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Pecking order in France

London, Feb. 2: Anyone who has ever been invited to dinner in France will know the feeling.

The expectant host leaning towards one with proffered lips. A moment of Anglo-Saxon embarrassment as the cheek is offered. And then a flurry of pecks as though one has just received the Légion d’honneur.

One, two, three and — oh God — you’ve overdone it. And there you are, mouth hanging in mid-air, eyes moving nervously from side to side as Mathilde, Marie-Claude or whoever it happens to be moves on to the next in line.

No longer. From now on, visitors to France will be able to go equipped with their own “kissing map”, showing how many kisses of greeting — les bises — they should bestow, according to which region they are visiting.

The results, compiled by the travel agents Thomas Cook, make surprising reading.

One might have thought most kissing would be done in the south of France, with its Mediterranean influences. Yet Thomas Cook’s research suggests when on the Riviera one should be content with two kisses, one on each cheek, of course. Go a little inland and the accepted total is three.

Kissing in fours is the preserve of Paris, and what one would expect to be the more reserved regions of Normandy, Brittany and the Pas-de-Calais.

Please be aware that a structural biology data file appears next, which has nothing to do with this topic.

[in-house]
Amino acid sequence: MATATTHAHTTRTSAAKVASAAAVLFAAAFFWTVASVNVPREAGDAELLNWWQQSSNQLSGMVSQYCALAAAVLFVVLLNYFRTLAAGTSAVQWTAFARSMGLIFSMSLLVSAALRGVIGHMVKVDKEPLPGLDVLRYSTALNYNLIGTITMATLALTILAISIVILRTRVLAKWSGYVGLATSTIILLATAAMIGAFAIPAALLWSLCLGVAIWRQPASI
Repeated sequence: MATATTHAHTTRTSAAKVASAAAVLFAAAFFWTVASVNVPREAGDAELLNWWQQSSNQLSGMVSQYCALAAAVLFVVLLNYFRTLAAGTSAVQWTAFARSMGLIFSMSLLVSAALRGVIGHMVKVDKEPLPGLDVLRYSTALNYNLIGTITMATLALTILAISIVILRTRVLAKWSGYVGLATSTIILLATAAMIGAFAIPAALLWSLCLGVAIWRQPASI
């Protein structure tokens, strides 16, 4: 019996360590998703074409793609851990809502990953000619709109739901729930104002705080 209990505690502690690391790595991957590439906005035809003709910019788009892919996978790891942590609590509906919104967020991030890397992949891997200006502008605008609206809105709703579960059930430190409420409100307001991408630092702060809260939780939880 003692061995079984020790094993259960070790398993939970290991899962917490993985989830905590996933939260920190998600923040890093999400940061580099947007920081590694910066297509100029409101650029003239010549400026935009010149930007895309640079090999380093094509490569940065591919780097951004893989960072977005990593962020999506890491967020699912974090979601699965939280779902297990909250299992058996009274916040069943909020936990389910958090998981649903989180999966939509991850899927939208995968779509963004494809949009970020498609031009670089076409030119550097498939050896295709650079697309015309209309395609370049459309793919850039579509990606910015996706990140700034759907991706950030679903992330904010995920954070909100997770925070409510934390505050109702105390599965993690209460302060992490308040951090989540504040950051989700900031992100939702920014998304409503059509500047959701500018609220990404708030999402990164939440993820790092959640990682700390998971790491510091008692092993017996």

Only in Teutonic Alsace do they conform to stereotype, allowing two kisses only.

But watch yourself in the Atlantic region of Charente-Maritime. There, they kiss only once, according to Cook’s. The kissing map is contained in Thomas Cook’s 2003 guidebook to French B&Bs.

But the trouble is that some of the information appears to be, well, duff.

Anthony Sartre, the spokesman for the town council in La Rochelle, the main town of Charente-Maritime, said the law on les bises was not written in stone. “It’s true, sometimes we do only give one kiss, but other times we give two. I can’t really tell you, but I can definitely say we are not colder people than people in, say, Paris, where they give four.”

Nicolas Besoli, a spokesman at the Hôtel de Ville in Paris, said the practice varied enormously, according to circumstance. “It really depends on the person. If you like someone a lot you tend to give them four if you see them on the street,” he said.

“If you don’t, it’s usually two. I, like most people in Paris, usually give two.”

The number of kisses can also depend on the level of acquaintance, with four kisses being reserved for family or very close friends.

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